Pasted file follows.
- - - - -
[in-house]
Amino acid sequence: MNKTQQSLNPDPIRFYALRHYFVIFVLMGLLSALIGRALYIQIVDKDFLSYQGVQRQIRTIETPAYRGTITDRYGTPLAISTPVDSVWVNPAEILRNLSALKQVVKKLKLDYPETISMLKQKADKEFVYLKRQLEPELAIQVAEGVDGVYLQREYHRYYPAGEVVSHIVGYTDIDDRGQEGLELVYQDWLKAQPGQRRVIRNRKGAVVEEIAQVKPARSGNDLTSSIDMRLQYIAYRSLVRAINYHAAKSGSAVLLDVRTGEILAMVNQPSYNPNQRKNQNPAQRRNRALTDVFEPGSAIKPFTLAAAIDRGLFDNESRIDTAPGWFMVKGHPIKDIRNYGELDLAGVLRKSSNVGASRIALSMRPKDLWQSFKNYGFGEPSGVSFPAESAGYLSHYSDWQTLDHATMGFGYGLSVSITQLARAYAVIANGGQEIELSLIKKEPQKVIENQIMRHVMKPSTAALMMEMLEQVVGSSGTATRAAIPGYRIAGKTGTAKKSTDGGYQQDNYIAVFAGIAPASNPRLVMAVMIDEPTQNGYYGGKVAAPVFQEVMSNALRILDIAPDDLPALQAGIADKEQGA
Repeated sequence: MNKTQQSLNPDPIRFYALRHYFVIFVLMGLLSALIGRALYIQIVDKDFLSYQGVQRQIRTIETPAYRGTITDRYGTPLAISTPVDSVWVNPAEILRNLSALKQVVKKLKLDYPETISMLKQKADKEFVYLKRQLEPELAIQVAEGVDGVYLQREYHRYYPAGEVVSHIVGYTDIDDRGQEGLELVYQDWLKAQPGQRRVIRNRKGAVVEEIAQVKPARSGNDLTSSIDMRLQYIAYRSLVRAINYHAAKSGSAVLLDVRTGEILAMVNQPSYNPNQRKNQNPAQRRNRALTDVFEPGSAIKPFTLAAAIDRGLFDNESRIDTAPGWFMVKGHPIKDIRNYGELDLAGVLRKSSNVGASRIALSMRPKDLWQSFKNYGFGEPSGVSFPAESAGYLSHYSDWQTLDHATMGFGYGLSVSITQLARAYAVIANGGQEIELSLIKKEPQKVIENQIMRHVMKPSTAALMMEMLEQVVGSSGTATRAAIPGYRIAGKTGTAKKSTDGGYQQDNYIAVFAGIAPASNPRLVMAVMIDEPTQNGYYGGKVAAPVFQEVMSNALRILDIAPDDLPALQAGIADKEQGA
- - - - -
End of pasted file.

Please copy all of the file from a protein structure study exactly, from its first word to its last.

[in-house]
Amino acid sequence: MNKTQQSLNPDPIRFYALRHYFVIFVLMGLLSALIGRALYIQIVDKDFLSYQGVQRQIRTIETPAYRGTITDRYGTPLAISTPVDSVWVNPAEILRNLSALKQVVKKLKLDYPETISMLKQKADKEFVYLKRQLEPELAIQVAEGVDGVYLQREYHRYYPAGEVVSHIVGYTDIDDRGQEGLELVYQDWLKAQPGQRRVIRNRKGAVVEEIAQVKPARSGNDLTSSIDMRLQYIAYRSLVRAINYHAAKSGSAVLLDVRTGEILAMVNQPSYNPNQRKNQNPAQRRNRALTDVFEPGSAIKPFTLAAAIDRGLFDNESRIDTAPGWFMVKGHPIKDIRNYGELDLAGVLRKSSNVGASRIALSMRPKDLWQSFKNYGFGEPSGVSFPAESAGYLSHYSDWQTLDHATMGFGYGLSVSITQLARAYAVIANGGQEIELSLIKKEPQKVIENQIMRHVMKPSTAALMMEMLEQVVGSSGTATRAAIPGYRIAGKTGTAKKSTDGGYQQDNYIAVFAGIAPASNPRLVMAVMIDEPTQNGYYGGKVAAPVFQEVMSNALRILDIAPDDLPALQAGIADKEQGA
Repeated sequence: MNKTQQSLNPDPIRFYALRHYFVIFVLMGLLSALIGRALYIQIVDKDFLSYQGVQRQIRTIETPAYRGTITDRYGTPLAISTPVDSVWVNPAEILRNLSALKQVVKKLKLDYPETISMLKQKADKEFVYLKRQLEPELAIQVAEGVDGVYLQREYHRYYPAGEVVSHIVGYTDIDDRGQEGLELVYQDWLKAQPGQRRVIRNRKGAVVEEIAQVKPARSGNDLTSSIDMRLQYIAYRSLVRAINYHAAKSGSAVLLDVRTGEILAMVNQPSYNPNQRKNQNPAQRRNRALTDVFEPGSAIKPFTLAAAIDRGLFDNESRIDTAPGWFMVKGHPIKDIRNYGELDLAGVLRKSSNVGASRIALSMRPKDLWQSFKNYGFGEPSGVSFPAESAGYLSHYSDWQTLDHATMGFGYGLSVSITQLARAYAVIANGGQEIELSLIKKEPQKVIENQIMRHVMKPSTAALMMEMLEQVVGSSGTATRAAIPGYRIAGKTGTAKKSTDGGYQQDNYIAVFAGIAPASNPRLVMAVMIDEPTQNGYYGGKVAAPVFQEVMSNALRILDIAPDDLPALQAGIADKEQGA